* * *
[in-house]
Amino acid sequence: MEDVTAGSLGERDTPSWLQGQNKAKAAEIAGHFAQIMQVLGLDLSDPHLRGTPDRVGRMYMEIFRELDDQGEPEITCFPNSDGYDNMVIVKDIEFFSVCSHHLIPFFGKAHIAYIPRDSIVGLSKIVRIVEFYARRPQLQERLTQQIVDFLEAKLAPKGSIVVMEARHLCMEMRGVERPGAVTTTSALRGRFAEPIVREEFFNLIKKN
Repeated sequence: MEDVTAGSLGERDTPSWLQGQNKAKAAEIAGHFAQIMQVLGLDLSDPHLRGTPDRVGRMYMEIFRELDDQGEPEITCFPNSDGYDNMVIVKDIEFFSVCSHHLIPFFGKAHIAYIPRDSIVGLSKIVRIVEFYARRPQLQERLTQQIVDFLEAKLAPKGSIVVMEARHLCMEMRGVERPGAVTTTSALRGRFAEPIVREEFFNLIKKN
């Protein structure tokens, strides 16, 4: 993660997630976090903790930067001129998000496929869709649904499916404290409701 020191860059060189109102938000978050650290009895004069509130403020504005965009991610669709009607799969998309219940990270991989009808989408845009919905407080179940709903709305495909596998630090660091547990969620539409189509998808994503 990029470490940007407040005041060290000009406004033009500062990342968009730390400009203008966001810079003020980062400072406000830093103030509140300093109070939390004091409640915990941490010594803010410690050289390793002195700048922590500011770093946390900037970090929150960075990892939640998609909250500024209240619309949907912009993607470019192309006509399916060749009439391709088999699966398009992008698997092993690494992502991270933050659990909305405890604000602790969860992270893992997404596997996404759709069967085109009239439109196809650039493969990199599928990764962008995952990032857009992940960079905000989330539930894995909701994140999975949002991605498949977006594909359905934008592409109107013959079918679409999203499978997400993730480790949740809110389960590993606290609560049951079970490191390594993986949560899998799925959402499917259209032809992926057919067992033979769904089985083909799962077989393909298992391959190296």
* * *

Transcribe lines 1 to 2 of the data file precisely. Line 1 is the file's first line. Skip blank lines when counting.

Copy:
[in-house]
Amino acid sequence: MEDVTAGSLGERDTPSWLQGQNKAKAAEIAGHFAQIMQVLGLDLSDPHLRGTPDRVGRMYMEIFRELDDQGEPEITCFPNSDGYDNMVIVKDIEFFSVCSHHLIPFFGKAHIAYIPRDSIVGLSKIVRIVEFYARRPQLQERLTQQIVDFLEAKLAPKGSIVVMEARHLCMEMRGVERPGAVTTTSALRGRFAEPIVREEFFNLIKKN